Eran: Thanks, Phil. Managing endpoints is very important, as Phil said, because you need to make sure you can control all of those endpoints, deploy your policies, enforce those policies, and take actions on all those endpoints. In most cases, it means you need an agent running on those endpoints, not in all cases, but in most cases. Technology allows you to push to agents, or you can install them. You have different ways of deploying those agents. In some cases, you can work agentless. For example, if you want to patch your machine, specifically if it's a server, you may not want an agent running on that machine, so you can do it remotely without an agent present, or if you have VMs, you may want to patch the VMs without actually needing to run the VM itself.
All this technology is valuable for you. We believe it's important to use all these types of technology, but the end result should be that you are able to manage and control every endpoint you have in your environment.
Phil: Thanks, Eran. That's right, and one of the ways you can ensure you're taking control of all of the endpoints is through what we call discovery services. Discovery is the process of, once you have some of the endpoints deployed, making sure the software is looking around your network and identifying endpoints, whether they be workstations or servers, that maybe you didn't realize you had in your environment. Eran is going to talk a little about some of the technology around discovery services.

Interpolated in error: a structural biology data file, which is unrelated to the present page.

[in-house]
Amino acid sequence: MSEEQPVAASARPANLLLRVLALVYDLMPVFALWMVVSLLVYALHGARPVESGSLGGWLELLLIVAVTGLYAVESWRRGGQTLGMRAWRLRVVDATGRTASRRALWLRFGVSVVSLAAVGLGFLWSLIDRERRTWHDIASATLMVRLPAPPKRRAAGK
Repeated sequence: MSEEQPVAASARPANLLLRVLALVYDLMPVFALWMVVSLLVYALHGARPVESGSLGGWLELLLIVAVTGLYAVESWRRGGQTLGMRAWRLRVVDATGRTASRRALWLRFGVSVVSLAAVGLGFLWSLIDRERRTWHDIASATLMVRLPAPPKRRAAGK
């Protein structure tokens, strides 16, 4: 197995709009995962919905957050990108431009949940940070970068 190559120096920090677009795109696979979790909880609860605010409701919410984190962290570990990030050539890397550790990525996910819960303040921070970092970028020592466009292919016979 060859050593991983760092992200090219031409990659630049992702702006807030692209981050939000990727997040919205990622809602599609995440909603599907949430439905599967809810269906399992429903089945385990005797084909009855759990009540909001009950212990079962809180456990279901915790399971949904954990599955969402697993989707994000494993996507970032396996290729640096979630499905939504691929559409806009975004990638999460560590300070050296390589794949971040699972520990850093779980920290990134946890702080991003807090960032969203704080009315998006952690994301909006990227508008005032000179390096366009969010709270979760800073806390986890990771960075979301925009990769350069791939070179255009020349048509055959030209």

Eran: You cannot protect what you don't know. Our discovery technology will do a few things for you. It will go out and discover all the unknown machines, and then when you discover them, you can right-click, deploy the agent, and make them managed. We try to make it easy for you to deploy those agents, find what you don't have, and manage those agents. I will give you an example. We know you have a large environment with different subnets, and it can be deployed all over the world. Our technology is not only active going through the subnet and NMap to find all of those machines, but we can also elect a specific machine in each of your subnets and have this machine do its own discovery. We call it passive discovery because we can listen to all of the machines in your subnet and make sure we report, we discover those and allow you to deploy the agent. Again, you don't have to have an agent on all of those machines. By the way, any machines including routers and network components we can discover passively, report back to our console, and allow you to push the agents so you'll have those managed.
Phil: Thanks, Eran. To summarize, it's important as you're going through this incident management process that you're able to orchestrate whatever activities you have across all of your endpoints. That involves managing those endpoints by making sure you have either an agent or an agentless capability to orchestrate, and the discovery services to make sure you're identifying assets you might not have known about previously.
Remediation Using Ivanti Software